Their study indicates heavy metal bioaccumulation occurs in all stages of insect development.
“The bioaccumulation potential of insect species, which the EU allows for use in the production of feed for aquaculture animals, is not well determined and described,” said corresponding author and lead researcher, Piotr Bulak.
He along with the other researchers are based at the Institute of Agrophysics, Polish Academy of Sciences, in Lublin, Poland.
This issue of bioaccumulation is important to explore from the point of view of the safety of feed produced from the insects, said Bulak.
Heavy metals and non-essential elements also could have various impacts on animals and humans, even when we do not observe direct toxicity for insects, he told FeedNavigator.
“As a result of the phenomenon of bioaccumulation, it is possible that the content of a given element in the body of an insect will be many times higher than in the substrate on which it was bred as is the case for calcium (Ca) and manganese (Mn) in H. illucens,” said Bulak.
The Polish authors, writing in Science of the Total Environment, reported that, in recent years, a few publications have demonstrated the ability of Hermetia illucens (black soldier fly) to bioaccumulate at least some of the heavy metals.
Black soldier fly larvae (BSFL) have received extensive attention due to their high levels of lipids and proteins, with a well-balanced essential amino acid profile (Gao et al., 2019; Magalhães et al., 2017) and the fact that BSFL have a wide range of applications, they said.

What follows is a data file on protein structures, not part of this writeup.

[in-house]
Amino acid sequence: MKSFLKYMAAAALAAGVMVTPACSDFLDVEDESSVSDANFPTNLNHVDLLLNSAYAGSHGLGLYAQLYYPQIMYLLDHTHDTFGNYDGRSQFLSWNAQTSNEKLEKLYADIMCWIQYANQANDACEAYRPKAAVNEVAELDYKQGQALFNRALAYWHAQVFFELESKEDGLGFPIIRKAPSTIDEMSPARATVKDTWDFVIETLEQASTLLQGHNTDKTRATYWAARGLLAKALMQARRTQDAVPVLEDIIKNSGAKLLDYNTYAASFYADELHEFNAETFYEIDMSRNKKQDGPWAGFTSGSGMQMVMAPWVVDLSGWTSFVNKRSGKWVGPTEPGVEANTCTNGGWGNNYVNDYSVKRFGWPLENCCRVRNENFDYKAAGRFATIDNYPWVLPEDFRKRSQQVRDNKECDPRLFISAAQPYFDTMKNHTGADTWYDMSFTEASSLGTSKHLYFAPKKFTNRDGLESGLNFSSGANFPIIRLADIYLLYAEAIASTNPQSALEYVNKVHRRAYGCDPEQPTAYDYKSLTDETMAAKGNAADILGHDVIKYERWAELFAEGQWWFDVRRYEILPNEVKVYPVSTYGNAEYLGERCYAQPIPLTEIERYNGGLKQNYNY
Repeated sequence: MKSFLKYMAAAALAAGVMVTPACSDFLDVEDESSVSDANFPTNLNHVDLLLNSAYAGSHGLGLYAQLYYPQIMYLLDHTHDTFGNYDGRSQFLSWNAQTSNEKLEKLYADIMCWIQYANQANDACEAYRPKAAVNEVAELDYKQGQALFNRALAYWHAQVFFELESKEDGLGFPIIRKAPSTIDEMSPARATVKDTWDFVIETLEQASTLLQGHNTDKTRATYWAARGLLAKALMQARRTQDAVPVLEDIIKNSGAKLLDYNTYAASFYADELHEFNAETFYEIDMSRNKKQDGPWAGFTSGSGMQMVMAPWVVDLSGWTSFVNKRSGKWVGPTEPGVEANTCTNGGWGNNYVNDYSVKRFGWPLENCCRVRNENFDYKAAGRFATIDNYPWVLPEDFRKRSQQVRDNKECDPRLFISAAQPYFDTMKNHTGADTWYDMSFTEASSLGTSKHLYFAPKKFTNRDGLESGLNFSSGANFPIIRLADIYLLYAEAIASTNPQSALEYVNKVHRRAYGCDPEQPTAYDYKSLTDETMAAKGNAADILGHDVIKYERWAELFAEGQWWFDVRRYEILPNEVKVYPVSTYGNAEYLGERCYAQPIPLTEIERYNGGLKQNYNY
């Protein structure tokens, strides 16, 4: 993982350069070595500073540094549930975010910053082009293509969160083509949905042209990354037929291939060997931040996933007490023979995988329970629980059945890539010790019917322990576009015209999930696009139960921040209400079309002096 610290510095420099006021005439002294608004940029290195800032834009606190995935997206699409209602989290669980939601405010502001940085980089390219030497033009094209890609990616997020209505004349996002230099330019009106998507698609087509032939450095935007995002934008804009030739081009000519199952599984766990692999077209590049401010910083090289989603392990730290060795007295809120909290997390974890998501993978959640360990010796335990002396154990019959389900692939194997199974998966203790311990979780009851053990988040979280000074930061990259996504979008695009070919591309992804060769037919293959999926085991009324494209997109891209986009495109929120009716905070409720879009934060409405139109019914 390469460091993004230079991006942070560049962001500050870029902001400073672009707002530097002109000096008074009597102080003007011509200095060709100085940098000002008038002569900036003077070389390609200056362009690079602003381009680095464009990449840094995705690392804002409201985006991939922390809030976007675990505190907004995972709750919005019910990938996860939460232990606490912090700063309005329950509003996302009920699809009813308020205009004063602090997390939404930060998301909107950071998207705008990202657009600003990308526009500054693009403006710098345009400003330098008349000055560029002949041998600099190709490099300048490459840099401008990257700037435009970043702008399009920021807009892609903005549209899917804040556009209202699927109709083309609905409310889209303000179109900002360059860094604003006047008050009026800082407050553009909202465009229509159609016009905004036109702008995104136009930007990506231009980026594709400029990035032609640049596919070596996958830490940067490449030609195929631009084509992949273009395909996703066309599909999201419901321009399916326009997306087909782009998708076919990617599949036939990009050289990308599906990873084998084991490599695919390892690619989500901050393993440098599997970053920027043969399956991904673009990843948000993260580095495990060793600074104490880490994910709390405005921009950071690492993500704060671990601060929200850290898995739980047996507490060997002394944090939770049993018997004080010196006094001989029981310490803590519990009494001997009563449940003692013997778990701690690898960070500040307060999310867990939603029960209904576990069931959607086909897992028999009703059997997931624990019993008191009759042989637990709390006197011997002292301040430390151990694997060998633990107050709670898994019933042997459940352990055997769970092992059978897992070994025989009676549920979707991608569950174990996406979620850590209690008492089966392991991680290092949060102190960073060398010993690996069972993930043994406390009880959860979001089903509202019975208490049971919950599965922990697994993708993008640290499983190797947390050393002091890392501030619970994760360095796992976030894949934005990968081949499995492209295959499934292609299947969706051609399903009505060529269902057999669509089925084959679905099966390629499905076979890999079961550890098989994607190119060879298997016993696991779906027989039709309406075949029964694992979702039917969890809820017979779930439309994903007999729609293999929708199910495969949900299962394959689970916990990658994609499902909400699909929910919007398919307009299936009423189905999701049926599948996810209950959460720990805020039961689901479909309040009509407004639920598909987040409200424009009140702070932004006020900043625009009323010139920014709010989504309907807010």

Diener et al. (2015) showed the bioaccumulation of Cd, Pb and Zn from chicken feed spiked with those heavy metals. Van der Fels-Klerx et al. (2016) also showed that Pb and Cd were bioaccumulated from the feed, even when the concentrations of metals did not exceed the maximum permissible content limits. However, the literature on the bioaccumulation of various elements in the BSF is small and refers only to heavy metals and some toxic metalloids (As), the team stressed.
Based on that literature and their own experience, the Polish team proposed a research hypothesis that BSF has a bioaccumulation potential for many more elements than the investigated ones.
“The aim of the study was to determine the ability of H. illucens to bioaccumulate different elements, such as macro- and micronutrients, and chosen toxic and non-essential elements from optimal larvae feed, consisting of a commercial fish feed. It is an important issue in two contexts. First, knowledge about the possibility of accumulation of elements from low-content sources is the initial step in achieving wide use of this insect in entomoremediation [of organic biomass polluted with heavy metals]. Secondly, the information regarding the potential bioaccumulation of elements is crucial in the context of the safety of feed production from this insect.”
The team’s research shows for the first time the ability of H. illucens to bioaccumulate chosen non-essential elements – Ba, Bi and Ga.
“I was a little bit surprised by the fact that this research showed the possibility, although weak, of gallium (Ga) bioaccumulation,” said Bulak.